A new WAN-Ifra report identifies the building blocks of a reader revenue tech stack.
Cecilia Campbell and Chris Sutcliffe are the authors of the report which addresses the issue of COVID-19's disastrous impact on advertising revenues, and the increased emphasis it has forced publishers to put on the revenues they generate from their readers.
"What we have learned from our members and other exchanges is that many publishers are at different stages and trajectories with their reader revenue strategies," they say.
Many have questions about the tech associated with reader revenue, but even the most advanced at this confess to the complex nature of it all. One unnamed publisher's subscription specialist laughed when asked if they could provide a schematic of their reader rev tech stack and workflow: "I don't think you want to see that puzzle and it's probably already outdated," they replied. And that from a quite successful reader revenue example.
The previous report, "Engaged readers don't churn - retention lessons for digital subscriptions" (August 2018), largely focussed on efforts publishers were undertaking to gain and retain digital subscribers.
With this report, the authors take a look under the hood at the array of internal logistical and strategic issues that news publishers need to address within their infrastructure to make their reader revenue ecosystem function as effectively and seamlessly as possible - for both their staff and the readers they want to convert into paying subscribers.
"It would be fair to say that we preface this report with this, something we heard from many publishers and experts working on this issue: There is no one right way to set up data and technology for an audiences-first publisher. And if you read in this report, 'you should' do this or that, that advisory tone is coming from the many publishers we spoke with.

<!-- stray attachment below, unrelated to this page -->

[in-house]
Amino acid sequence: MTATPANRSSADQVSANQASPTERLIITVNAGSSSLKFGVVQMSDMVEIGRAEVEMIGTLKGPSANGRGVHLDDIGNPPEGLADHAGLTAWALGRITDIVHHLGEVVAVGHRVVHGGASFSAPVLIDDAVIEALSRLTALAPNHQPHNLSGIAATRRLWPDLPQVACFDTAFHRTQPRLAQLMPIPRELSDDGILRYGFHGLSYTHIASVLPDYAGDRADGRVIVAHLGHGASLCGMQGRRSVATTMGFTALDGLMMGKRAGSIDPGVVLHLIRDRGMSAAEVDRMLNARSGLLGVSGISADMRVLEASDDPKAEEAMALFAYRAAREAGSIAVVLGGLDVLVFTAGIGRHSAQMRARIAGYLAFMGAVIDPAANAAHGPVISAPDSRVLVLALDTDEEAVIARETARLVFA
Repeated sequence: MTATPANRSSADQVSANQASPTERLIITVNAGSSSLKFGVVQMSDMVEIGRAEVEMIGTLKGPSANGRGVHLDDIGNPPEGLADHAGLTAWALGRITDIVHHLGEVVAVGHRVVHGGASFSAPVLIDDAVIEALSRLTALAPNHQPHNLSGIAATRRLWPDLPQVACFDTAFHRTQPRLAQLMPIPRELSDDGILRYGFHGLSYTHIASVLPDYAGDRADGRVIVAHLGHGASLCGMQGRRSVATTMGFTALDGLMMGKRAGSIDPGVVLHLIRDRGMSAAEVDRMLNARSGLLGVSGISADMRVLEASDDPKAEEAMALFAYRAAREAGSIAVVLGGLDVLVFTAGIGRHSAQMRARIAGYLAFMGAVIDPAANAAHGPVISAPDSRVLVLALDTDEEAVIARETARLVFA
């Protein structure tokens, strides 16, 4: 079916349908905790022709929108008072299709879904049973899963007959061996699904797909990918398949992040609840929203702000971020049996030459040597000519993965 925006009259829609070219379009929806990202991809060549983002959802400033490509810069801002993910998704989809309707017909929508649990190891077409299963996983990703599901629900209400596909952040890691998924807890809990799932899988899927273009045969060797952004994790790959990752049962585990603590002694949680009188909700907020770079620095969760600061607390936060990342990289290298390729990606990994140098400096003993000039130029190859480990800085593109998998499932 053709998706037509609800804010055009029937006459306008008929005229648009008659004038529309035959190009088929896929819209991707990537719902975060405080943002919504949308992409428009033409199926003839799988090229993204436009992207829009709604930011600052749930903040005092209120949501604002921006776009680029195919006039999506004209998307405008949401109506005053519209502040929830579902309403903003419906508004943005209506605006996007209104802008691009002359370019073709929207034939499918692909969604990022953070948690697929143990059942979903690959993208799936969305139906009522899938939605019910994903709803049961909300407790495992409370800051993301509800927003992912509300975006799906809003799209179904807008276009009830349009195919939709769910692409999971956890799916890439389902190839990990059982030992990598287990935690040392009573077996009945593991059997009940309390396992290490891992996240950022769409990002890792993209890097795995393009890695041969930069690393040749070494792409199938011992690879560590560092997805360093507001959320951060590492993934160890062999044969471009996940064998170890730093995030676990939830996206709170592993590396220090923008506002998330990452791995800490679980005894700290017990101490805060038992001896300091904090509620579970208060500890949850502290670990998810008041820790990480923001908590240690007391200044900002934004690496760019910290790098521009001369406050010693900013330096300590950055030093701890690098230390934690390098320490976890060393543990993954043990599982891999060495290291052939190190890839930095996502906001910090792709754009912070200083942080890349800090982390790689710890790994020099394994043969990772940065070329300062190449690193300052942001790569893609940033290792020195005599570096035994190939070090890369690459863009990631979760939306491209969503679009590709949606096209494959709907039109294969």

It all starts with data
"While there are thousands of individual company scenarios, there seems to be at least one universal truth: Future-proofing your digital subscription business begins with getting your data in order." - That statement appears near the end of this report, but variations of it form a common thread that can be found throughout the entire report and in talks with publishers, including the Financial Times, The Economist, Schibsted in Norway, the Swedish regional news group Mittmedia, Nordjyske Medier and Politiken (both of Denmark), and Switzerland's Tamedia.
The absolute necessity of having key, actionable first-party data available to staff members who need it when they need it across departments is something we heard repeatedly from publishers as being crucial to the success of their reader revenue endeavours.
The report is free to download by employees of WAN-Ifra member organisations, while non-members can purchase the report, details here.
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